In 1986, even Bishop Gene Robinson feared that his ordained ministry would be over when he came out, after years of struggling with his LGBT identity. But he, along with millions of other others, witnessed the beginning of a shift towards acceptance when, in 2003, he was elected Bishop of the Episcopal Diocese of New Hampshire, making him the first openly gay man to be elected a bishop in all Christianity.
Since then, Bishop Robinson has been a leader in the movement to ensure that all Americans are granted the rights and opportunities that make them full citizens. In 2009, Bishop Robinson was invited by President Barack Obama to give the invocation at the opening presidential inaugural ceremonies, and yesterday, he spoke at a rally outside the Supreme Court for marriage equality. Bishop Gene Robinson is now a senior fellow at the Center for American Progress, where he works on the LGBT issues, and how those issues intersect with religion and faith. He is the father of two grown daughters and lives with his husband, Mark Andrew.
Campus Progress sat down to talk with Bishop Robinson about his coming out process, the intersection of his faith and LGBT identity, his advocacy work in securing full civil rights for all LGBT individuals, and the importance of family.
CP: When you "came out," what challenges, if any, did you encounter?
Bishop Gene Robinson: I grew up in Kentucky, in a very conservative and religious background, where all the messages were anti-gay. This was in the 50s, when I was growing up, when "gay" wasn’t even a word yet. This is before “Will and Grace,” before “Ellen,” before all those people that we know.
So, yeah, I did everything to change that. Ultimately, I got into therapy to become straight. I got to a place where I felt like I could have a relationship with a woman. I married and had two children. And we were married for 14 years. I was honest with my wife within two weeks of meeting with her—my relationship with men, that I thought I had changed that. But about a month before we were married, I told her that I was afraid this would rear its ugly head. She said well if that happens, I think we love each other enough that we’ll be able to deal with it—and 14 years later we did.
So I actually fully came out when I was 39 years old. And I was ordained by then. In those days, in 1986, it looked as if my ordained ministry would be over. But my bishop hired me to be his assistant, and I worked for him for 18 years. Then, I was elected bishop to become his successor in 2003. And so I was the first openly gay person ever to be elected bishop in Christendom.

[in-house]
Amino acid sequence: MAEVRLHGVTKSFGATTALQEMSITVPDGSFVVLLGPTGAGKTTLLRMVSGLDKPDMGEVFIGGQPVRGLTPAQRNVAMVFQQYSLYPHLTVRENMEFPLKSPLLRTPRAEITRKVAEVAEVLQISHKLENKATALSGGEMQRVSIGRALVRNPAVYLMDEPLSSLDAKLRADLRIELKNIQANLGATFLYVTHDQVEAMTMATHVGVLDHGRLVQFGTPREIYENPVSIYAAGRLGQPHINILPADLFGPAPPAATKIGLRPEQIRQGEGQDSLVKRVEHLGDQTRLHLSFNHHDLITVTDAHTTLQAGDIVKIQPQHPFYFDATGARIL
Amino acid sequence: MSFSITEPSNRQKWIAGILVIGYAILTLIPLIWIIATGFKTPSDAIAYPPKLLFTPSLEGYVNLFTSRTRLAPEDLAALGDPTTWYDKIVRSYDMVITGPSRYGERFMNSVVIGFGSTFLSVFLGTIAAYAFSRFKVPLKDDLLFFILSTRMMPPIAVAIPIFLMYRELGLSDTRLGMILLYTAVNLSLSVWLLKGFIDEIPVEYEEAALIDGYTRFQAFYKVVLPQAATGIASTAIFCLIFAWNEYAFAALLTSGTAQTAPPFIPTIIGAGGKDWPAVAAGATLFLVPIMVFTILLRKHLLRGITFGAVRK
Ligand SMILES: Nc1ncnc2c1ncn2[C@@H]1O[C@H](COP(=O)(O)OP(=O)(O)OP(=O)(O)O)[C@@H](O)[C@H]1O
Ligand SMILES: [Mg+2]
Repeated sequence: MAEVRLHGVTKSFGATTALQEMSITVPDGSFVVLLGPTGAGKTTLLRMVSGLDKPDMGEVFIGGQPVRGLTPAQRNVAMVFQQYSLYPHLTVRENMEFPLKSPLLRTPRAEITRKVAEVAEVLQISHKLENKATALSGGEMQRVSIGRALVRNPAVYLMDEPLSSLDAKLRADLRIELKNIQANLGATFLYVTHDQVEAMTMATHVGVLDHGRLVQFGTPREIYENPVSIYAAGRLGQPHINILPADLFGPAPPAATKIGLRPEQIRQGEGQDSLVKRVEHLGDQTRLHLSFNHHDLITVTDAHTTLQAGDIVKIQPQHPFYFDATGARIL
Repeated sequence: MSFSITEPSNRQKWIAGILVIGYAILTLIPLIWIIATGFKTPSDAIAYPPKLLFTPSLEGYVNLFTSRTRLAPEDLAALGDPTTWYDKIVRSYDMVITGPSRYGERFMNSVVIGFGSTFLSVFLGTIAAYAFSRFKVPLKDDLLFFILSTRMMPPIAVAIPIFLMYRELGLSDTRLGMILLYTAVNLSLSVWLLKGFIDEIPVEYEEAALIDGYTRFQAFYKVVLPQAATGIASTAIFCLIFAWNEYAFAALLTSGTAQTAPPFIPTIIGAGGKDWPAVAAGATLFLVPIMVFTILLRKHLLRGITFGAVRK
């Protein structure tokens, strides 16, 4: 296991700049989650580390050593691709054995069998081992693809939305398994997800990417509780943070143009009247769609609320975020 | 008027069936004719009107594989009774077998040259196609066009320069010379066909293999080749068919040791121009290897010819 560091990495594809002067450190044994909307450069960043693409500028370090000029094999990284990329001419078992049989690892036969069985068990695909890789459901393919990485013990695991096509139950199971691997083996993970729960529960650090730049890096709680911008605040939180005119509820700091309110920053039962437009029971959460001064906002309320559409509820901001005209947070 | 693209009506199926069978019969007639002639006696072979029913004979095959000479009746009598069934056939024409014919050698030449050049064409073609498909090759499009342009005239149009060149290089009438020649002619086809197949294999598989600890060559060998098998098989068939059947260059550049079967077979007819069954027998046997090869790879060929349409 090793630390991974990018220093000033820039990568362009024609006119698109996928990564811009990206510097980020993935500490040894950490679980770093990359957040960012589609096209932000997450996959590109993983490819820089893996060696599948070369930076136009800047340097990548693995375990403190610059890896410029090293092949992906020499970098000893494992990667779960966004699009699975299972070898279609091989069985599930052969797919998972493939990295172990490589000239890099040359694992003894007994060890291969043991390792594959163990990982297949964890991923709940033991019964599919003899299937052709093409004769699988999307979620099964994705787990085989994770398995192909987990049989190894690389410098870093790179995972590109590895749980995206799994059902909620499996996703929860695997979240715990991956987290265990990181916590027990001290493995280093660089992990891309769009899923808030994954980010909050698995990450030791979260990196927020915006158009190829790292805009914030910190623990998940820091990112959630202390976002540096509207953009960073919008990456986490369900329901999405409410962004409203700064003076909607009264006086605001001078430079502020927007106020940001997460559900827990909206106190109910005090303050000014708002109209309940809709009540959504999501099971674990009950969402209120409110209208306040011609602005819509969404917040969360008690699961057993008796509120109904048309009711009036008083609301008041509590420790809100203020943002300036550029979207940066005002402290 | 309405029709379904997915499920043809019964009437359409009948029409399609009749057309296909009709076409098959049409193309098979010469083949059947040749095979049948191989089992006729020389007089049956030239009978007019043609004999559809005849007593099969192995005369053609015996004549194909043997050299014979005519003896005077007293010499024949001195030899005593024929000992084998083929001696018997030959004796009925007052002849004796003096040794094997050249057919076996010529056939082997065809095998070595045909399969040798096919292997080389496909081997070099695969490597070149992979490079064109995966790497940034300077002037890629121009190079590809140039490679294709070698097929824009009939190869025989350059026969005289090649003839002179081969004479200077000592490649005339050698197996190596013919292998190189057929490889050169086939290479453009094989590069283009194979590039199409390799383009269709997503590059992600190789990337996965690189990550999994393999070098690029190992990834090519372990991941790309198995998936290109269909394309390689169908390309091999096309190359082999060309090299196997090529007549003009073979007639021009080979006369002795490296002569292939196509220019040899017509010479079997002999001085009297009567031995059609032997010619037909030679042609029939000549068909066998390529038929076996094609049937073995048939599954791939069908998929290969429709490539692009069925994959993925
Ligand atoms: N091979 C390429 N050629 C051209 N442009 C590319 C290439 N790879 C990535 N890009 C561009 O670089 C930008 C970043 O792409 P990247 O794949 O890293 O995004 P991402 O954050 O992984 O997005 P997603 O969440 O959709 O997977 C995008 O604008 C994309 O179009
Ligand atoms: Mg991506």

CP: How does the the role of faith in your life intersect with your LGBT identity.
Well, for most gay people, their intersection with faith is a negative one because it has been the traditional teaching of most world faiths that homosexuality is a big thing—it’s a sin, it’s despicable in the eyes of God. So the first intersection is a negative one.
But I have to say it’s really my faith that enabled me to accept who I am and to know that God loves me. So, in a very powerful way, coming out felt like a call from God to be truthful, to be honest, and to live a life of integrity. At the end of the day, the church may have been a negative influence, but God was always a positive influence. I believe that the movement toward the acceptance of LGBT people is a movement of God’s holy spirit—in the culture, in the church, in the synagogue, in the mosque.
CP: Why is advocating for gay marriage so important to you?
There was a big discussion in the gay community back in the early 90s about whether or not we should push for marriage equality. And most people felt that it was too risky—that the backlash to that would be so intense that it would set us back. But I credit Evan Wolfson with the Freedom to Marry Coalition, as the person who just kept saying, “If we settle for anything less than marriage, we’ll be second class.” Over the last 20 years, we have seen that argument win the case.
I think it’s important to remember that it’s the right to marry that we’re looking for. Not everyone will want to get married, not everyone will meet the right person, and some people will want to stay single. But what it means to be equal in the eyes of the state as a citizen of this country—that we should all have the right to marry. It’s like the right to serve in the military—any of those things that make us full citizens. Even those who have no desire particularly to be married—just as I don’t have a desire to be in the military. But I certainly fought and advocated for the end of Don’t Ask, Don’t Tell. And again, it’s about our full citizenship.